Blood flow, nitric oxide boost production of stem cells
Blood stem cells grow with the flow, two new studies show.
The studies, led by independent groups at Children’s Hospital Boston, report that an embryo’s heartbeat and blood circulation stimulate the growth of blood stem cells.
The discovery could be a boon to researchers seeking to make blood stem cells for people with blood cancers, immune system disorders and other diseases that require bone marrow transplants. In children and adults, blood stem cells reside in the bone marrow. Only about a third of patients who require bone marrow transplants have matching donors.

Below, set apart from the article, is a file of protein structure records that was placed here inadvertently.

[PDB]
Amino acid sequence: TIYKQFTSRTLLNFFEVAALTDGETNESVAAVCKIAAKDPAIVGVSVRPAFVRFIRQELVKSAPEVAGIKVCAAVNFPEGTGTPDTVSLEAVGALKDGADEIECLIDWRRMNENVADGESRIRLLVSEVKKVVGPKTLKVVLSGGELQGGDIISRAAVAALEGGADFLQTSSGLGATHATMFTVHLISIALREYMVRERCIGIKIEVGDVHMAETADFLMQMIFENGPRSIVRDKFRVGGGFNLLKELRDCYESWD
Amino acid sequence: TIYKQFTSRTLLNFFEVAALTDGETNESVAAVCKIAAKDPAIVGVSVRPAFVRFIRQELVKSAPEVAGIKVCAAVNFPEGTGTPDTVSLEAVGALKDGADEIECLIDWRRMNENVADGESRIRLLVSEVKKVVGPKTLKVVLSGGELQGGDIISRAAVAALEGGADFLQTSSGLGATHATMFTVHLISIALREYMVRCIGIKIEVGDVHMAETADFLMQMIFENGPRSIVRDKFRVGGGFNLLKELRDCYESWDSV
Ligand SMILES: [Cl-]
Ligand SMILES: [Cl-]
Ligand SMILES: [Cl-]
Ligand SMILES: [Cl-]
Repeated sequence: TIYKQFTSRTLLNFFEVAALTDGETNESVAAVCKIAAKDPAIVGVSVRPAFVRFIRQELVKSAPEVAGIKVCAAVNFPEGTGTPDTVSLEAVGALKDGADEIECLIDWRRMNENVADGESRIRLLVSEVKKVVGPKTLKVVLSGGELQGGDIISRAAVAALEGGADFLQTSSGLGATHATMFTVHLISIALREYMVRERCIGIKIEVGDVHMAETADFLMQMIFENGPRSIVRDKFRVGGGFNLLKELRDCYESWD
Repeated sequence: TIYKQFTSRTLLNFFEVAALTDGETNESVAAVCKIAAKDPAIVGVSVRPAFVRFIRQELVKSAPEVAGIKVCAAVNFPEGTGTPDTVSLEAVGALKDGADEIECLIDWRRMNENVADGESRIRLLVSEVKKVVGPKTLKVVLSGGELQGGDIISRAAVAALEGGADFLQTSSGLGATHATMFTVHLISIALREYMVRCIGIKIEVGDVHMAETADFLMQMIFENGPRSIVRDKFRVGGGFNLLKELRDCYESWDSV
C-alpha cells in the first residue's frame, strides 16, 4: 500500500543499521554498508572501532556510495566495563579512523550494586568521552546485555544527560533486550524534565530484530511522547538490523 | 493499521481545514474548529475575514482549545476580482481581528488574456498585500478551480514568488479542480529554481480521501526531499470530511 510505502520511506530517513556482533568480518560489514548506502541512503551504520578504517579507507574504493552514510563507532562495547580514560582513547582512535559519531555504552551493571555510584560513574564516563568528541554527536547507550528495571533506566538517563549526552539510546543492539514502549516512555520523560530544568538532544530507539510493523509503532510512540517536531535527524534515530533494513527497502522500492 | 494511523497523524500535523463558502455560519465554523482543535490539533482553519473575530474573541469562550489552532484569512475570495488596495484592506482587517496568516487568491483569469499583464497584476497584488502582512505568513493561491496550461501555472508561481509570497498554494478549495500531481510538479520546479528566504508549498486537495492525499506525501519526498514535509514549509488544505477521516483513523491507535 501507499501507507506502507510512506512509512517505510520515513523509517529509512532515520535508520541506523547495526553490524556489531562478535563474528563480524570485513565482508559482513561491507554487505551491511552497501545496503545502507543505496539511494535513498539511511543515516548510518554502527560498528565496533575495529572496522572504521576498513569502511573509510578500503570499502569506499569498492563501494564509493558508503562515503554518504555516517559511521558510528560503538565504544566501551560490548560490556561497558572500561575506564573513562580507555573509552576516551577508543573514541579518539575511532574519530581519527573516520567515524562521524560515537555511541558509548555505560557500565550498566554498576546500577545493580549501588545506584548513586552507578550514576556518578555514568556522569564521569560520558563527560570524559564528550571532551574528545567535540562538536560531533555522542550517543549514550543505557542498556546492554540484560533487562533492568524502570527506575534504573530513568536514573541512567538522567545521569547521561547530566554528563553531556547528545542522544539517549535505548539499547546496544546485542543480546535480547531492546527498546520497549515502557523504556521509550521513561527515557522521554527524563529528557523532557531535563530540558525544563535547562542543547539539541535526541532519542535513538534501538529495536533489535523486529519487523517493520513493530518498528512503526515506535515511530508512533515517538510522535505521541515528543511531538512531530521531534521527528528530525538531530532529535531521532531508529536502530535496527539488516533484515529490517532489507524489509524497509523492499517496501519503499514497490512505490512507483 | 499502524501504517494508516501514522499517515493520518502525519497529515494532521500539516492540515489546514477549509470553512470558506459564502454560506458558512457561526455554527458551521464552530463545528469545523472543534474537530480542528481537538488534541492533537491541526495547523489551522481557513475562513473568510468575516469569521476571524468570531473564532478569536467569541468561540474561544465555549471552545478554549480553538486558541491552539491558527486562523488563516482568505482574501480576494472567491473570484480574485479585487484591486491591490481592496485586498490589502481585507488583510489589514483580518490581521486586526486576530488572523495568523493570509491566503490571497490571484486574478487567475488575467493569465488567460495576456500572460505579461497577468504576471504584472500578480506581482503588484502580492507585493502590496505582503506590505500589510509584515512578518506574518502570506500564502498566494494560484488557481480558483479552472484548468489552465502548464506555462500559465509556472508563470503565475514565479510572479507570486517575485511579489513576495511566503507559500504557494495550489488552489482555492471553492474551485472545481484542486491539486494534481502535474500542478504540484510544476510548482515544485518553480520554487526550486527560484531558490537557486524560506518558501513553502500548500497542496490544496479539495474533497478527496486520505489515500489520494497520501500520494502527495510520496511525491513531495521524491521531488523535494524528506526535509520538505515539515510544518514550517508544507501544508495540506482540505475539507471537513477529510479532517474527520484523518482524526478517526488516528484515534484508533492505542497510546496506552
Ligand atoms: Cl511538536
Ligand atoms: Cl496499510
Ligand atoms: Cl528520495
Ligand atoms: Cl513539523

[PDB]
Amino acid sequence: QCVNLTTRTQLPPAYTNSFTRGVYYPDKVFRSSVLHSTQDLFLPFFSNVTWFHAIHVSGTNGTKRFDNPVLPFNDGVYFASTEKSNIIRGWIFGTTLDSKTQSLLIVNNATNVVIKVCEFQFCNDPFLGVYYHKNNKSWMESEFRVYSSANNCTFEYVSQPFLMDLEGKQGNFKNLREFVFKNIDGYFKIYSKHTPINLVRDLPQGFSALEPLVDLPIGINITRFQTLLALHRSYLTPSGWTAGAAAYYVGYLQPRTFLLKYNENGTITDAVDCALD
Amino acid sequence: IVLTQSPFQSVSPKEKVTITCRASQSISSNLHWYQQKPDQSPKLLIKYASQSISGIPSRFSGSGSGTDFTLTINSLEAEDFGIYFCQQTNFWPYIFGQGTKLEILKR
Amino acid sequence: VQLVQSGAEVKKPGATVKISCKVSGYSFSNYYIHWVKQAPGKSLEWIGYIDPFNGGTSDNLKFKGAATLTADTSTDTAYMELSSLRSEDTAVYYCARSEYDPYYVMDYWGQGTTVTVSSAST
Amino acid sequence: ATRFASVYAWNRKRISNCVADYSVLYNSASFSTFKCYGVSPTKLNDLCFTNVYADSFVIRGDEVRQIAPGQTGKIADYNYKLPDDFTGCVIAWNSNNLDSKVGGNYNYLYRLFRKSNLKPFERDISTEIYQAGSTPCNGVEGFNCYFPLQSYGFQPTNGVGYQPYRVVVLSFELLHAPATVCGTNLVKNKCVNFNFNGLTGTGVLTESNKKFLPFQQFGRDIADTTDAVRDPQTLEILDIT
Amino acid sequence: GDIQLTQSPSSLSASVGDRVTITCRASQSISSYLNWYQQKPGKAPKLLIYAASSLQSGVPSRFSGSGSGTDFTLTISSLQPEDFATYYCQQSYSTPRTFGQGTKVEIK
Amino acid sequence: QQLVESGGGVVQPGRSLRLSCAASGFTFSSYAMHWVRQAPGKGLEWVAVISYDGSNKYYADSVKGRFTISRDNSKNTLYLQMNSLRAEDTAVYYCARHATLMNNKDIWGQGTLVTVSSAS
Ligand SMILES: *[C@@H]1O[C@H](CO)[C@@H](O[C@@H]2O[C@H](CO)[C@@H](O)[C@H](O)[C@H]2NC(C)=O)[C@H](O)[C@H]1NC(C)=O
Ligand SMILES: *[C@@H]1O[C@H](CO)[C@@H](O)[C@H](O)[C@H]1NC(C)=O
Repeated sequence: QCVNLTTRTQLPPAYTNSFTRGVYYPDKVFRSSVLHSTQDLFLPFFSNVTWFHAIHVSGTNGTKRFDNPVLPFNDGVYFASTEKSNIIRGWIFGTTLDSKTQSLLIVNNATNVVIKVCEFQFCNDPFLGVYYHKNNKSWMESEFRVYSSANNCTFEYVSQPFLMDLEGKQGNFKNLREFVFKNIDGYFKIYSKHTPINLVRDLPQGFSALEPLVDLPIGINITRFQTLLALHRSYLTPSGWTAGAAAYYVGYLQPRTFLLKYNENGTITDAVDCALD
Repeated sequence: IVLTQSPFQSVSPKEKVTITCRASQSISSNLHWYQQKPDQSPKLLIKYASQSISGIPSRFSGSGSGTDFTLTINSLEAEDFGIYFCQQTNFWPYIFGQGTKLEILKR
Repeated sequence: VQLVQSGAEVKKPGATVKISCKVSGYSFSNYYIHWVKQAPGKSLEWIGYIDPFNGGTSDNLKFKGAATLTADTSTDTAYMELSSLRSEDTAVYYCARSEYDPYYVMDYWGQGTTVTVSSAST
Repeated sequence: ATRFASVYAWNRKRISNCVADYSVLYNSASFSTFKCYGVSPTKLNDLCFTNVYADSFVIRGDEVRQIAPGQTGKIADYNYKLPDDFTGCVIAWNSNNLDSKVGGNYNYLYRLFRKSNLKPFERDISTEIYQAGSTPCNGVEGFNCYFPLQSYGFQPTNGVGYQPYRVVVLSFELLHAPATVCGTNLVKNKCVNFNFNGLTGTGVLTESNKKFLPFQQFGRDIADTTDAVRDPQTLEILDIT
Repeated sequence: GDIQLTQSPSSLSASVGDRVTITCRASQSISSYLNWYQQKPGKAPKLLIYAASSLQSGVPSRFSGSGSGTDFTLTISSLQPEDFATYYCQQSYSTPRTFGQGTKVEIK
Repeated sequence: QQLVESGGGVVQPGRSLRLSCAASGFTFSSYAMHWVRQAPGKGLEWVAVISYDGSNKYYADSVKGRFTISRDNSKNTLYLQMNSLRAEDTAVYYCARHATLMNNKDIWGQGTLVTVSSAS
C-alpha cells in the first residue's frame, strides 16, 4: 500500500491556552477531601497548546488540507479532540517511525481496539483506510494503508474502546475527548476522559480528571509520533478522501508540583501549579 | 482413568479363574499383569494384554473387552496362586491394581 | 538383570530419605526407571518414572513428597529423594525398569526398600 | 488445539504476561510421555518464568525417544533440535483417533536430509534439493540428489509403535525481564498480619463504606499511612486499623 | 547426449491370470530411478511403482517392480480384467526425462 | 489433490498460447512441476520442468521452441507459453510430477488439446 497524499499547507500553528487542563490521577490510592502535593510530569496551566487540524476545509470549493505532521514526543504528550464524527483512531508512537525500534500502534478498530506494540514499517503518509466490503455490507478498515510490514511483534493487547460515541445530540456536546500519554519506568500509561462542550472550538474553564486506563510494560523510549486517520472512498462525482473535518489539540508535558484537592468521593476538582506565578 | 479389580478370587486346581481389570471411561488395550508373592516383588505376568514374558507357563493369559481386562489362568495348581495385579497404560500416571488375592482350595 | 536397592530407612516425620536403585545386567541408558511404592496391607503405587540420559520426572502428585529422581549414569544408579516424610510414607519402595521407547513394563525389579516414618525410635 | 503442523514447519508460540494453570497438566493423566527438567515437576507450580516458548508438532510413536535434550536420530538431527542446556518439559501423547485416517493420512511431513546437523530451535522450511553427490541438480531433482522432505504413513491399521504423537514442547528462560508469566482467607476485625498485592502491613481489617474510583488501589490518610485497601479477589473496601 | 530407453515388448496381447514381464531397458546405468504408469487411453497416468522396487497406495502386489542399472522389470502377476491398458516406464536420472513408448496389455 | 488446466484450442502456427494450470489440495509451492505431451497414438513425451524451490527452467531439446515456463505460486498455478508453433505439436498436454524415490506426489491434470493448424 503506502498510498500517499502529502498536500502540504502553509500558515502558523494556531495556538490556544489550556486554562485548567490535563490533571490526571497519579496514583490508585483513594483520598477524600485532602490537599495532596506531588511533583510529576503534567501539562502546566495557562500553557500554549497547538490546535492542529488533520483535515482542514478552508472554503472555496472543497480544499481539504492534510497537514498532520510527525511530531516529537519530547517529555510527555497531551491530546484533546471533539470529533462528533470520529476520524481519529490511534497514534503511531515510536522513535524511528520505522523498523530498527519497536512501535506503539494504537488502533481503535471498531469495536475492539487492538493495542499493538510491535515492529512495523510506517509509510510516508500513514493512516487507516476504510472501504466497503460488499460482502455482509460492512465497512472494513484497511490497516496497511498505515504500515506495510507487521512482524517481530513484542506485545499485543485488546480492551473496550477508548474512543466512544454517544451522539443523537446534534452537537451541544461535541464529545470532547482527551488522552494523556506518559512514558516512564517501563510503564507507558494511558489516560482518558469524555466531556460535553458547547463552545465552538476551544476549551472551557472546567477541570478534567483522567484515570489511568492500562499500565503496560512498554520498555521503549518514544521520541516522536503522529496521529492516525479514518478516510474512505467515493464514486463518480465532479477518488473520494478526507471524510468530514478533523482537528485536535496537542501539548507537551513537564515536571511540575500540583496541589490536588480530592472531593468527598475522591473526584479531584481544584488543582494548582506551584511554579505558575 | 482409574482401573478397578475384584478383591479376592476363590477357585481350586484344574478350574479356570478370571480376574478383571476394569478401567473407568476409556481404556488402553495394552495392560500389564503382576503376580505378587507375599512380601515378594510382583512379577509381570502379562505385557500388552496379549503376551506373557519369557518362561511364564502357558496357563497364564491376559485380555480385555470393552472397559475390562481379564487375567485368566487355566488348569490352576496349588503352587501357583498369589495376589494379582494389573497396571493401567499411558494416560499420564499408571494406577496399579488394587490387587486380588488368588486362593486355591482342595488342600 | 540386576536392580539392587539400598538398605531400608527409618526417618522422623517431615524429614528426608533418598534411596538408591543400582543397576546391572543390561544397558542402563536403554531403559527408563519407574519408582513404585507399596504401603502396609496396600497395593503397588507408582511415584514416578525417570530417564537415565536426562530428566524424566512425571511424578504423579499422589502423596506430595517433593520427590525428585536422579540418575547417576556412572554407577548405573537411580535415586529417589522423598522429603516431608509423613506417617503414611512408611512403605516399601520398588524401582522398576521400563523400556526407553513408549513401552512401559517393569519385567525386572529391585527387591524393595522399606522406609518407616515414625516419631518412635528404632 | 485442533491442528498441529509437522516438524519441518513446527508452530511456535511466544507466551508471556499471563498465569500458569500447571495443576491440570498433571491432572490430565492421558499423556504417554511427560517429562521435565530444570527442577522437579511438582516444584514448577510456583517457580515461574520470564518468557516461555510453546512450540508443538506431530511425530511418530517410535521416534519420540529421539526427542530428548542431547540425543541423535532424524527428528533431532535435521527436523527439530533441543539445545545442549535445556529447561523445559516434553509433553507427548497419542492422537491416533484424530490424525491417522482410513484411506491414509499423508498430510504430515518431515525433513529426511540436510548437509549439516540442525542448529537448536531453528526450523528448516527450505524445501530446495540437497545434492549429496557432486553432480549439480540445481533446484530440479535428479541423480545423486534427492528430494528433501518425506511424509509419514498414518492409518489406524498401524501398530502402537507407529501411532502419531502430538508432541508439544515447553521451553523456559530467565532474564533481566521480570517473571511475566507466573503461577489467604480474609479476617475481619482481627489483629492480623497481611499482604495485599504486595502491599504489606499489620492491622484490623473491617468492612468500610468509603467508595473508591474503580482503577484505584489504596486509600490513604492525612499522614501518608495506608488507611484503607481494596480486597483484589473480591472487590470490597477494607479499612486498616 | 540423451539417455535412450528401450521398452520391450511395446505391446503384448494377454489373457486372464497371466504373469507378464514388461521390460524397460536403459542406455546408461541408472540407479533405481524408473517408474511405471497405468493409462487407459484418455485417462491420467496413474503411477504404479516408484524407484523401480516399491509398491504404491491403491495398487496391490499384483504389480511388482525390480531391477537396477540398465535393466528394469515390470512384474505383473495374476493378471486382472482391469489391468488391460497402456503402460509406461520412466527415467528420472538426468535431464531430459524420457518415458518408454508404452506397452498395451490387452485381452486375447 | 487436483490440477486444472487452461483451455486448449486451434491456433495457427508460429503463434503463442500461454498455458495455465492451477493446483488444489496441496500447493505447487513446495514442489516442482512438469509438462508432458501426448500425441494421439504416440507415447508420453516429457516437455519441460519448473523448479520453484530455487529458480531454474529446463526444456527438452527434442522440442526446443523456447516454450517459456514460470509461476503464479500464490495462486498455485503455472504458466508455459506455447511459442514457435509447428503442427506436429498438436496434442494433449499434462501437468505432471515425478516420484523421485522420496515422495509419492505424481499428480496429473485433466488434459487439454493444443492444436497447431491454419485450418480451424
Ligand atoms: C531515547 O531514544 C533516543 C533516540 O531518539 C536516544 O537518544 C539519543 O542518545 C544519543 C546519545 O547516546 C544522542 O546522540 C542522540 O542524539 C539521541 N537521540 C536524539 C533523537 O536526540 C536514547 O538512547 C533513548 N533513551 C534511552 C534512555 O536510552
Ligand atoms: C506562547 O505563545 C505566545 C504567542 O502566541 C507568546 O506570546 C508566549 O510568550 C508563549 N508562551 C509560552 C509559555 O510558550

“Basically we cannot offer optimal therapy to two-thirds of patients,” says Leonard Zon, director of the Stem Cell Program at Children’s Hospital Boston, and a coauthor of one of the new studies, which appears online May 13 and in the May 15 Cell.
Scientists can make red and white blood cells easily in the laboratory, but bone marrow patients need